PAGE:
Desert Isle Keeper
My Roommate's Girl
I know a lot of romance readers steer clear of NA books. I get it, I do. It’s difficult to achieve the right balance writing about college kids maturing into adulthood – and not a lot of writers are able to do it well. One writer who does successfully navigate this transitional time period is Julianna Keyes. My Roommate’s Girl gets the tone, the emotions and the relationships just right. It’s sexy, romantic and the plot – though unusual – is entertaining and engrossing. There are twists, funny PoVs and bad decisions – but it all works. This is NA at its best.
Aidan has been given a second chance. After another arrest for boosting cars, the judge gives him a choice; go to jail or participate in a second chance program for troubled kids. Aidan, who has a history of making poor decisions, finally makes a good one and he heads to the fictional Holsom College. But the scholarship comes with caveats: stay out of trouble with the law (duh), maintain a minimum GPA, and participate in the schools’ Promise & Potential Program. He’s managed to balance all three, but heading into his third year, he’s concerned the distractions of living on campus are jeopardizing his second chance. He convinces his program director to let him rent a room in town, and My Roommate’s Girl details how this seemingly good decision goes awry when he follows it up with a spectacularly bad one.
From the few texts they’ve exchanged, Aidan knows Jerry, his new roommate, is pre-med, a meticulous recycler, and, from his appearance when they first meet, a fan of polo shirts and the color purple. Jerry helps him bring in his few belongings and everything is fine until he introduces Aidan to his girlfriend Aster. Aidan looks at Aster and he’s done. He wants her.
Almost from the moment he meets Aster, Aidan plots to break up her relationship with Jerry and claim her for his own. When his plan succeeds – oh, it’s a terrible, horrible, sneaky plan – he feels bad for Jerry, but not bad enough to stay away from Aster. A week passes, and one late night he finds himself walking past the dorm where she is a Resident Adviser. When he hears his name, he turns to find Aster helping a drunk resident into the dorm. His offer to help is just the opportunity he needs to inveigle himself back into her life.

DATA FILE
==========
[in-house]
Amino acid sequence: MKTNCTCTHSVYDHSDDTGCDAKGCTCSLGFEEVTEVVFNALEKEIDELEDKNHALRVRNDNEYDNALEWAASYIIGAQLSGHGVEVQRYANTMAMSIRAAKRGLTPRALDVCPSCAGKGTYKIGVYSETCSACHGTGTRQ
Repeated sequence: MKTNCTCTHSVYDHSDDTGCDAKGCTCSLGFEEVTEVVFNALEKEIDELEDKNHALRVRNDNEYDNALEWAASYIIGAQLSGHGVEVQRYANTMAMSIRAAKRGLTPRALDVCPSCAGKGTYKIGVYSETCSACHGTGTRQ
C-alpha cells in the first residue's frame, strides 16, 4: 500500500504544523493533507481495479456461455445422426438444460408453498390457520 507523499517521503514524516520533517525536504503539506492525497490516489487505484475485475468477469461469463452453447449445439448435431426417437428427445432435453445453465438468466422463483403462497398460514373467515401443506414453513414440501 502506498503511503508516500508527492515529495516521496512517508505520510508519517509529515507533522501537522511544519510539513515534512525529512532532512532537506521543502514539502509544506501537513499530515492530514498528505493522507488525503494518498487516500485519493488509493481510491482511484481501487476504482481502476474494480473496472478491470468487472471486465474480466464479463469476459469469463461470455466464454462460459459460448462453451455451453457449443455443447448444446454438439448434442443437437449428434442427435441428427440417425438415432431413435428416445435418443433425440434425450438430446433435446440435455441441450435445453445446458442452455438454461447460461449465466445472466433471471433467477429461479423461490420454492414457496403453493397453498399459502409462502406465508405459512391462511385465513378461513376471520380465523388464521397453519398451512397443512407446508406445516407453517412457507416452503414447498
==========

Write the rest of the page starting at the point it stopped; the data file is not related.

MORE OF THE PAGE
Under the guise of helping her get over Jerry and being a good friend, Aidan finds reasons to spend more and more time with Aster – hoping their friendship will turn into more. He alternately feels sorry for his roommate and guilty about his role in the break-up, but it doesn’t deter him from pursuing Aster. After weeks as ‘just friends,’ she agrees to go out with him on a date (he thinks), and Aidan is convinced their relationship is going to change. But when he arrives (with flowers), Aster pretends she forgot and has other plans. Despite alarm bells ringing LOUDLY in Aidan’s head telling him something is off about her behavior, he confronts her and asks why she’s lying. The tension builds until Aidan, frantic, kisses her. When the kiss quickly turns passionate, Aidan is overwhelmed with how right it is, until Aster…
Well, I’m not going to tell you! But it isn’t what I (or Aidan) expected! Aster’s response to the kiss, and the twist that takes place shortly afterwards, move the novel in a completely new direction. And introduces Aster’s PoV.